The “Long Pole in the Tent”: China’s Military Jet Engines (Page 3 of 6)

China has made progress in recent years with metallurgy and manufacturing techniques, leaving components and systems design, integration, and management as the most probable weak points that are holding back engine production. Chinese engines have suffered blade warp and destruction and other problems, both during ground testing and apparently also under high RPM, rapid turn conditions in flight that produce high centrifugal and g-forces (e.g., in J-11B aircraft). In order to remedy this, China’s military jet engine makers need to achieve some of the same production and process management breakthroughs that the personnel and facilities making the airframes and avionics have attained over the last two years. To facilitate such efforts, AVIC Engine has been recruiting experienced engine designers. Given the progress elsewhere in the sector and China’s continuing acquisition of technical and process management information through trial and error, research, and industrial espionage, the probability is rising that China’s jet engine makers will surprise the outside world in the next few years with a reliable, mass-produced version of the WS-10 engine.

The WS-10 has the potential to deliver performance in the same class as the Pratt & Whitney F100 turbofans that power the F-15 and some of the F-16 fleet, and thus might be able to capably power the J-11B, J-15, and J-16 aircraft, which are in the same size range as the F-15. China’s ability to series-produce an engine powerful and capable enough to give the J-20 true 5th-generation performance probably lies at least 2-5 years in the future.

Why China wants to master production of high-performance jet engines

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The lack of domestically-made jet engines represents a gaping hole in Chinese aircraft design and performance. Being able to mass-produce reliable and powerful jet engines is essential to perfecting and exporting indigenous aircraft; all major military aircraft producers save China have enjoyed solid engine design and production capabilities. Yet Russia, and to some extent Ukraine, are the only sources from which China can import military jet engines because the post-Tiananmen arms embargoes prevent companies based in the U.S. and European Union from selling such engines to China. Despite its considerable willingness to export, Ukraine lacks the engines that a 5th-generation fighter would need.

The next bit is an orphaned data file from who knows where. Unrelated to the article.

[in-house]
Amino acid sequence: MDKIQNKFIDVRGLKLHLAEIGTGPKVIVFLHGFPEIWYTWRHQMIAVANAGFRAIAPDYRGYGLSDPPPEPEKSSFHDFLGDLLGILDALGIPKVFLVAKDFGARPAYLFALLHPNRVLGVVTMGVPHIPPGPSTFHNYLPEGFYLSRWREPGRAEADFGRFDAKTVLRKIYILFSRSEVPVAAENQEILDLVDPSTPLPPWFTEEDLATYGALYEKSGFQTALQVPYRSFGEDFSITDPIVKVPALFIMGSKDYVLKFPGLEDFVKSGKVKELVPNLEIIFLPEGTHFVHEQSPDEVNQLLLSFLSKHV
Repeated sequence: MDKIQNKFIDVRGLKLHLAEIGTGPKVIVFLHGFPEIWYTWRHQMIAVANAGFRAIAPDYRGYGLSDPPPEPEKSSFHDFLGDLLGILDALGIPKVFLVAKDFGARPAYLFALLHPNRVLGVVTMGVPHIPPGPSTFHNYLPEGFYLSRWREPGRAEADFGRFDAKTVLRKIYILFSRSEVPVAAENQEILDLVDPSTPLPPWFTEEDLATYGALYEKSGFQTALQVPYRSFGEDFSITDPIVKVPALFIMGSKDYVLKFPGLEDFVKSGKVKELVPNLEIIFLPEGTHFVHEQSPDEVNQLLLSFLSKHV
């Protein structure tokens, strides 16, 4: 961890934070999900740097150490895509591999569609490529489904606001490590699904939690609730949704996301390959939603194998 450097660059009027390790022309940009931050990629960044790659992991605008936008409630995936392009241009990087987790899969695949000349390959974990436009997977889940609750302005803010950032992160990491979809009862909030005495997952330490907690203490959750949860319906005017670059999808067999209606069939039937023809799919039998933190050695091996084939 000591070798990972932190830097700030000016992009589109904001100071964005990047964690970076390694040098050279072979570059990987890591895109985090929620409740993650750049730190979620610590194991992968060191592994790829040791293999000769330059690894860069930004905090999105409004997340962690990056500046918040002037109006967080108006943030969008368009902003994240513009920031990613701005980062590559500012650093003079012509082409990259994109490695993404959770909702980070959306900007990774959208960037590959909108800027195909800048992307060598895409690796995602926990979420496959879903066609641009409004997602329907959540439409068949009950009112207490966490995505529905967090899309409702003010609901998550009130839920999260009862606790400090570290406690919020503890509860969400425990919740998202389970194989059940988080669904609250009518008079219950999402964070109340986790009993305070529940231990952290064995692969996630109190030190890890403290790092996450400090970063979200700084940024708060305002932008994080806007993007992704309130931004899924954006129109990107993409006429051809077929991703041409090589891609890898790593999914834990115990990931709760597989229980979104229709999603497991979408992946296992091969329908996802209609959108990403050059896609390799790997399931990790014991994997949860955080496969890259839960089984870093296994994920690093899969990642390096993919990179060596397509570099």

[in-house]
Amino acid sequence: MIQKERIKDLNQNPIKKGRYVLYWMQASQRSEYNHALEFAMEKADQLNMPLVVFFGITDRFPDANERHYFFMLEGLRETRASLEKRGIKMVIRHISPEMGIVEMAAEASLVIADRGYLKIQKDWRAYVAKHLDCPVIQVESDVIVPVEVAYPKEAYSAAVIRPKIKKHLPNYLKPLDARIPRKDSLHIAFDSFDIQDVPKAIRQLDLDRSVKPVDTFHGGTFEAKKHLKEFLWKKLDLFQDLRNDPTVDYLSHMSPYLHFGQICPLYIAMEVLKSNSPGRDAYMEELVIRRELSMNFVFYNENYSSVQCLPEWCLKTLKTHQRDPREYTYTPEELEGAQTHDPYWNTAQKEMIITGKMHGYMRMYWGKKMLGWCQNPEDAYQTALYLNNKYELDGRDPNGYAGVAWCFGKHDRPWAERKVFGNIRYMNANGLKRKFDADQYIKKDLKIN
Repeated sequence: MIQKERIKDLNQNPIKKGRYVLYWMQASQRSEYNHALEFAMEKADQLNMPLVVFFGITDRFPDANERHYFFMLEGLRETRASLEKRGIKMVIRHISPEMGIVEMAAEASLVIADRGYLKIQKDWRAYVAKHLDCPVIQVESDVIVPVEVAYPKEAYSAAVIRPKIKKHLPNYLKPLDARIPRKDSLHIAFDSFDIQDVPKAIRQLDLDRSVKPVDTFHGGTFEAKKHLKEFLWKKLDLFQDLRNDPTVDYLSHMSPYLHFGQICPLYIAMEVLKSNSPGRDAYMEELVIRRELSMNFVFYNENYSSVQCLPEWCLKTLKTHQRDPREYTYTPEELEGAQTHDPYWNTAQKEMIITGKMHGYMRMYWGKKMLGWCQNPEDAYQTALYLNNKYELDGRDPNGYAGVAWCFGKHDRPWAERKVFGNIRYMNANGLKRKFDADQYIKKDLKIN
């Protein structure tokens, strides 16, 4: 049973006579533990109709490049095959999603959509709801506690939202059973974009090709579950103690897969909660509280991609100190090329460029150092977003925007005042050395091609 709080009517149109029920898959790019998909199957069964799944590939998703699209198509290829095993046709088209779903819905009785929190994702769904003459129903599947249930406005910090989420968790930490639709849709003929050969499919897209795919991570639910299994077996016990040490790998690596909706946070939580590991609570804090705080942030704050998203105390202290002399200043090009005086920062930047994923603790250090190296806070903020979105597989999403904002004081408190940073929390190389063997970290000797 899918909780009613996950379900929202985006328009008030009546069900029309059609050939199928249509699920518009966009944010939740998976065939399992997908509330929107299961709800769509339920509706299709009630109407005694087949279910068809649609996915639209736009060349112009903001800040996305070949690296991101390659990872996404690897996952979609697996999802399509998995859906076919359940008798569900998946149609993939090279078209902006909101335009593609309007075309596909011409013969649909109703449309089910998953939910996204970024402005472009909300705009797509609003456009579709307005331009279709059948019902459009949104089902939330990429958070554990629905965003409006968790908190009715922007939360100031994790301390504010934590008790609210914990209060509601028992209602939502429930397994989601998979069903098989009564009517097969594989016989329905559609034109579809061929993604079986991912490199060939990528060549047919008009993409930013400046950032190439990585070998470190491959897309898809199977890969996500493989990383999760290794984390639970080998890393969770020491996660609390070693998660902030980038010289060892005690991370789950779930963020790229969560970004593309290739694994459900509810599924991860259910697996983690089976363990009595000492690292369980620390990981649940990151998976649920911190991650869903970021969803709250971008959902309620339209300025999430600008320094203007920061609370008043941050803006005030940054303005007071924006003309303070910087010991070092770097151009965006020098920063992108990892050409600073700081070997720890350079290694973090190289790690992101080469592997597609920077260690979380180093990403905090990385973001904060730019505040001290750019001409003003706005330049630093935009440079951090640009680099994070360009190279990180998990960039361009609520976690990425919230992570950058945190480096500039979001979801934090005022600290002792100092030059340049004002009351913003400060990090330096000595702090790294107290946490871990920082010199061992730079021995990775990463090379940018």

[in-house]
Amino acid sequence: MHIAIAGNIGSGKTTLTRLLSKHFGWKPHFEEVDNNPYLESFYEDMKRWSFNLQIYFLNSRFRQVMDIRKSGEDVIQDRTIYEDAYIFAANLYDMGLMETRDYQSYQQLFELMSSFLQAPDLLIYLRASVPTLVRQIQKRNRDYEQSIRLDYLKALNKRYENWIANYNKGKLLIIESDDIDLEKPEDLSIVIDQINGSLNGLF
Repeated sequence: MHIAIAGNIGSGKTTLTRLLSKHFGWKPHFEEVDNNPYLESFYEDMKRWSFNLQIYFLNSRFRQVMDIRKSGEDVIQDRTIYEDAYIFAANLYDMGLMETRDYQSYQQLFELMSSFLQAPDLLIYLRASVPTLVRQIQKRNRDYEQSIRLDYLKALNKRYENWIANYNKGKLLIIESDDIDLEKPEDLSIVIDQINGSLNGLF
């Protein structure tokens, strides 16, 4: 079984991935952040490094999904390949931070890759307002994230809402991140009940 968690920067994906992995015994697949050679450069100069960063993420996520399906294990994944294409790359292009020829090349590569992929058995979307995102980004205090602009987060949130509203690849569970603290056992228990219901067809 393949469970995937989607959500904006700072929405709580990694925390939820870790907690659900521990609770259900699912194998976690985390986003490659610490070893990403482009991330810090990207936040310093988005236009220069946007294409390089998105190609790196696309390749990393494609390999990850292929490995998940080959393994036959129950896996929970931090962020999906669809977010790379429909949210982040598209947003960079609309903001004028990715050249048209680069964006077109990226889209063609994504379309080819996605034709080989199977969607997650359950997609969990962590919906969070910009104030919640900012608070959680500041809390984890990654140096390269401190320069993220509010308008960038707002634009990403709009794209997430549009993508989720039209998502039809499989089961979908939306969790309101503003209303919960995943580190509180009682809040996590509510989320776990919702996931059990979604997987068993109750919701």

For its part, Russia has less and less reason to sell advanced jet engines to the Chinese military. First, Russia has its own ambitions to produce and export the Sukhoi T-50, a prospective 5th generation fighter, and would not want to undermine its position by helping the Chinese build a competing aircraft. Second, there will be political and economic pressure to keep advanced engines at home because Russia’s air force is attempting to modernize and aircraft being produced for the Russian military will need the late-model jet engines. Third, the last decade of Sino-Russian arms trade has been fraught with tension over technology transfer and illegal Chinese technology theft and reverse engineering of Russian systems. Finally, some Russian policy makers are increasingly concerned about China’s rising military and economic power and the growing presence of Chinese in the Russian Far East.

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